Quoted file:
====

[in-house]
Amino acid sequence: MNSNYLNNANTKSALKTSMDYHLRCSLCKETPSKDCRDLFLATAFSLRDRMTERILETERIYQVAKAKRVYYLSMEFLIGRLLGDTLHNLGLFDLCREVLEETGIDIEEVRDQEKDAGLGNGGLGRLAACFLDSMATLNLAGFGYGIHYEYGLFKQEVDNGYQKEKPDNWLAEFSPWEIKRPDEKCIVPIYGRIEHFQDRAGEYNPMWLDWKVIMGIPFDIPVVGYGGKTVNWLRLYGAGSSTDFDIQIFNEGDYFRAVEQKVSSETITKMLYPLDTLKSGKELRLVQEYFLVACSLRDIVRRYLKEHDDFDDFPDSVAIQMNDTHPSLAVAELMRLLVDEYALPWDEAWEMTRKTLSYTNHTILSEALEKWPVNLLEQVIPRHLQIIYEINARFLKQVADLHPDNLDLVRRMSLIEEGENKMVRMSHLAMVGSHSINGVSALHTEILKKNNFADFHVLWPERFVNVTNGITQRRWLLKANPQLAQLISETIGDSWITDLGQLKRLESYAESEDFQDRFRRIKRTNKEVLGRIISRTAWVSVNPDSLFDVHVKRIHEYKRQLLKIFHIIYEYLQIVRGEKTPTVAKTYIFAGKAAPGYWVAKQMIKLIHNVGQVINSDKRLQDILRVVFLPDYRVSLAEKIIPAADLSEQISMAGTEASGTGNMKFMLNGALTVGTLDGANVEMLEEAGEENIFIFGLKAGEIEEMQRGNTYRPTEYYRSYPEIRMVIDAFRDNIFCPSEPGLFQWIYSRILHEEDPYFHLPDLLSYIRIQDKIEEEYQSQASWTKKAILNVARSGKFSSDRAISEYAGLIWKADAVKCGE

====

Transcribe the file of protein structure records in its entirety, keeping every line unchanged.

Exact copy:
[in-house]
Amino acid sequence: MNSNYLNNANTKSALKTSMDYHLRCSLCKETPSKDCRDLFLATAFSLRDRMTERILETERIYQVAKAKRVYYLSMEFLIGRLLGDTLHNLGLFDLCREVLEETGIDIEEVRDQEKDAGLGNGGLGRLAACFLDSMATLNLAGFGYGIHYEYGLFKQEVDNGYQKEKPDNWLAEFSPWEIKRPDEKCIVPIYGRIEHFQDRAGEYNPMWLDWKVIMGIPFDIPVVGYGGKTVNWLRLYGAGSSTDFDIQIFNEGDYFRAVEQKVSSETITKMLYPLDTLKSGKELRLVQEYFLVACSLRDIVRRYLKEHDDFDDFPDSVAIQMNDTHPSLAVAELMRLLVDEYALPWDEAWEMTRKTLSYTNHTILSEALEKWPVNLLEQVIPRHLQIIYEINARFLKQVADLHPDNLDLVRRMSLIEEGENKMVRMSHLAMVGSHSINGVSALHTEILKKNNFADFHVLWPERFVNVTNGITQRRWLLKANPQLAQLISETIGDSWITDLGQLKRLESYAESEDFQDRFRRIKRTNKEVLGRIISRTAWVSVNPDSLFDVHVKRIHEYKRQLLKIFHIIYEYLQIVRGEKTPTVAKTYIFAGKAAPGYWVAKQMIKLIHNVGQVINSDKRLQDILRVVFLPDYRVSLAEKIIPAADLSEQISMAGTEASGTGNMKFMLNGALTVGTLDGANVEMLEEAGEENIFIFGLKAGEIEEMQRGNTYRPTEYYRSYPEIRMVIDAFRDNIFCPSEPGLFQWIYSRILHEEDPYFHLPDLLSYIRIQDKIEEEYQSQASWTKKAILNVARSGKFSSDRAISEYAGLIWKADAVKCGE